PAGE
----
Yes. Not over what you might assume though. In the long course of our relationship, I feel I may have prevented him from growing individually as I spent most of the relationship focusing on our growth as a couple. I feel guilty for potentially wasting his time or taking away from his personal experience in life. And of course I feel awful for causing him and his family pain. That’s never fun.
Are you happier now?
I am shamelessly happy. I am doing what I love. I’m experiencing the world, working on Reset Retreat- a company that inspires me, and taking steps to improve myself every single day.
Is he happier now?
I truly hope so, but that is not a question I can answer.
If you could start all over, what would you have done differently?
Nothing. The whole relationship was a learning experience, and the majority of it was great. Neither of us would be the people we are today having not gone through what we did.
What are the most important things that you learned?
- I have to trust myself. Certainly seek advice, listen to the experiences of others, and question myself. When it comes down to it, what’s in my heart is what truly matters. That is my personal truth.
- Not everything is supposed to work out. One comment I heard often was “Don’t worry, you two will work it out!” I realized pretty quickly that things work out the way they should. In this case, the relationship ended. That was the best solution.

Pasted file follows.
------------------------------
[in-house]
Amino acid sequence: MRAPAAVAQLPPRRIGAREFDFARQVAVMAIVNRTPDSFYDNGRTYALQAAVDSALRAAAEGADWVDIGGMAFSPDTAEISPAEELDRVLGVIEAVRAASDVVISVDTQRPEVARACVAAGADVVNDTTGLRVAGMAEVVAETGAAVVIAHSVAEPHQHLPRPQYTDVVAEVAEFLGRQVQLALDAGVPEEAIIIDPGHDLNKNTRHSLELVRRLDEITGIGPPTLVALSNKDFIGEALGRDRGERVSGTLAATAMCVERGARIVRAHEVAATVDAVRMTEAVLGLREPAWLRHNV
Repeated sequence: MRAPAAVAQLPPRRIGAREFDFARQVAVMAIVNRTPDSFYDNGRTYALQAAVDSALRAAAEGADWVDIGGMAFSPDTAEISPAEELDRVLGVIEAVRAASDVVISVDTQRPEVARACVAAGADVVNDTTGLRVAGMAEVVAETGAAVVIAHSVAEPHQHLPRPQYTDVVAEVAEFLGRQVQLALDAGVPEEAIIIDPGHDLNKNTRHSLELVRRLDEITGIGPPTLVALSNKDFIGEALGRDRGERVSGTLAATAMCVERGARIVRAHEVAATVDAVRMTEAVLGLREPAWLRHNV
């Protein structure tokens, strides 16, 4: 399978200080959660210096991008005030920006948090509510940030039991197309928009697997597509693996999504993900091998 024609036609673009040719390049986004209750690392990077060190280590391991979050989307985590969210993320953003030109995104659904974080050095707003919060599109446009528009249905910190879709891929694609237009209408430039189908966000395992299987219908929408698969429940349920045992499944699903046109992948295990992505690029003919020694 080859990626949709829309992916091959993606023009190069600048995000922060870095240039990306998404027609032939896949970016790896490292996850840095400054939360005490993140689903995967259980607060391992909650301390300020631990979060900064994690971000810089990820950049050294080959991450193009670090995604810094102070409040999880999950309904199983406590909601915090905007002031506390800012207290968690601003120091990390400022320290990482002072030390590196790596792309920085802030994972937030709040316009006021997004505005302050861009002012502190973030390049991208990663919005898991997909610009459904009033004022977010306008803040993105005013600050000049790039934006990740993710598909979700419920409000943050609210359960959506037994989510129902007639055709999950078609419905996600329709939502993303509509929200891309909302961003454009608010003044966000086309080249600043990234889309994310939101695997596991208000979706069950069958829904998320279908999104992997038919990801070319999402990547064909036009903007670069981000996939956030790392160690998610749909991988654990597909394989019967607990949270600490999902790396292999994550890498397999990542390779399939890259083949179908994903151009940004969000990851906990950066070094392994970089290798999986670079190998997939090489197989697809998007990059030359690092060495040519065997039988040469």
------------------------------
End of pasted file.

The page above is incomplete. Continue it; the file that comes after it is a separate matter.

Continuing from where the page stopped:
- Being selfish isn’t always bad. Initially, this was my greatest concern. That people would think I was selfish. And they did. Guess what? I am selfish. I chose me. Is that bad? No. I can have a much more positive impact on this world by being happy and remaining true to myself.
Would you believe that a few years ago I wholeheartedly believed that I was the type of person that would be married to one person my whole life. I was a romantic. I still am! But things change. In this case, priorities changed.
Some of the most difficult decisions we have to make in our life are often the most polarizing. Not everyone will agree with your personal choices or be able to understand that they are your choices to make.
I know this is a controversial topic. In fact, I know many of the people that read it may think that I’m a quitter. A terrible person who walked away from what many would consider to be a good marriage. I understand that, and I believe everyone is entitled to their opinion.
This was without question the most difficult decision I have made to date. There is no right or wrong choice when it comes to deciding whether or not to end a relationship. It all comes down to circumstances. For me, this was the best choice to make.
I’m sharing my story because I know this is a situation many people may struggle with. I can’t offer advice, or a solution, but I hope that sharing my own experience and my perspective will provide comfort to someone else going through something similar.
Have you had to make a life changing decision that was unpopular or difficult? How did it affect your life? If you’d like to share your story with the Reset Retreat community, contact me at firstname.lastname@example.org.